“This study represents the most rigorous and comprehensive systematic analysis of the modern day literature regarding health and spirituality to date,” says Tracy Balboni, lead author of the study and senior physician at the Dana-Farber/Brigham and Women’s Cancer Center and professor of radiation oncology at Harvard Medical School.
For the study, a structured, multidisciplinary 27-member group of experts called a Delphi panel “reviewed the strongest collective evidence and offered consensus implications for health and health care. They noted that for healthy people, spiritual community participation — as exemplified by religious service attendance — is associated with healthier lives, including greater longevity, less depression and suicide, and less substance use. For many patients, spirituality is important and influences key outcomes in illness, such as quality of life and medical care decisions. Consensus implications included incorporating considerations of spirituality as part of patient-centered health care and increasing awareness among clinicians and health professionals about the protective benefits of spiritual community participation,” says the Harvard Gazette report.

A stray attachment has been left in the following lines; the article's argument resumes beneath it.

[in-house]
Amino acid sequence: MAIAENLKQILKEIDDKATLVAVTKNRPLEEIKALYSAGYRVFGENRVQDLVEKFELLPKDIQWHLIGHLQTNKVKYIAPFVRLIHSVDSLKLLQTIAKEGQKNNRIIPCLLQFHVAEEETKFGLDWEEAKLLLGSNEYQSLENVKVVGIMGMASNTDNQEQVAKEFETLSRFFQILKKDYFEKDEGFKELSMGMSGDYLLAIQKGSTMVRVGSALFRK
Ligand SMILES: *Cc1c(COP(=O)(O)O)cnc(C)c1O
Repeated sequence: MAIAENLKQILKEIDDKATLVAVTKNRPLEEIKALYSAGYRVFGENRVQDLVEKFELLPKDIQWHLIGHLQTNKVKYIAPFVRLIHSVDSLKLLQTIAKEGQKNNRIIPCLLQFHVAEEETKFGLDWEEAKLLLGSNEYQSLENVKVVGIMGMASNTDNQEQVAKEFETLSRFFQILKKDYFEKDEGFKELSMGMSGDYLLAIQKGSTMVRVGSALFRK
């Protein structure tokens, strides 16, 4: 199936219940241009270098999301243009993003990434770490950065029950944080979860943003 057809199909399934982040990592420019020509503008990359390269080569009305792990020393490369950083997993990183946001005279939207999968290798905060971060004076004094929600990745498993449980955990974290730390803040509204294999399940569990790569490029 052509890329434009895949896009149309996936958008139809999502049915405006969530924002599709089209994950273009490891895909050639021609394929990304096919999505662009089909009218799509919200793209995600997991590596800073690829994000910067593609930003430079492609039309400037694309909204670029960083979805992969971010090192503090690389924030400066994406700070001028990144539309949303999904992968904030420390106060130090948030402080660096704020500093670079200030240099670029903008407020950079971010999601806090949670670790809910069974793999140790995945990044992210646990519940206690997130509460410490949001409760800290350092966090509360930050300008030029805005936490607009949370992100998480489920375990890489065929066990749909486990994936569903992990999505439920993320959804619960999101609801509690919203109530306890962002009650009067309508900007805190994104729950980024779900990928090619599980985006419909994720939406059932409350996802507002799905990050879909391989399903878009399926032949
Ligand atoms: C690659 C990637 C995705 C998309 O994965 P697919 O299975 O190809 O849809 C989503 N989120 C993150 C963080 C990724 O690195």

“Overlooking spirituality leaves patients feeling disconnected from the health care system and the clinicians trying to care for them,” says Howard Koh, a senior author of the study and professor of the Practice of Public Health Leadership at Harvard Chan School. “Integrating spirituality into care can help each person have a better chance of reaching complete well-being and their highest attainable standard of health.” The simple act of asking about a patient’s spirituality “can and should be” part of patient-centered, value-sensitive care, they add.
The authors of the study say they hope the results will stimulate more national discussion and progress on how spirituality can be incorporated into this type of value-sensitive care. Time will tell. I pray they are right.
Stephen T. Asma is an author and professor of philosophy at Columbia College Chicago, where he is a senior fellow of the Research Group in Mind, Science and Culture. In a 2018 opinion piece in The New York Times, while admitting a historical skepticism toward religion, he readily admits that there are things it gives us that science can’t.
“My claim is that religion can provide direct access to this emotional life in ways that science does not,” he writes. “Yes, science can give us emotional feelings of wonder at the majesty of nature, but there are many forms of human suffering that are beyond the reach of any scientific alleviation (relief). Different emotional stresses require different kinds of rescue … We need religion because it is a road-tested form of emotional management.”
“Religious rituals, for example, surround the bereaved person with our most important resource — other people. Even more than other mammals, humans are extremely dependent on others — not just for acquiring resources and skills, but for feeling well … Religious practice is a form of social interaction that can improve psychological health.”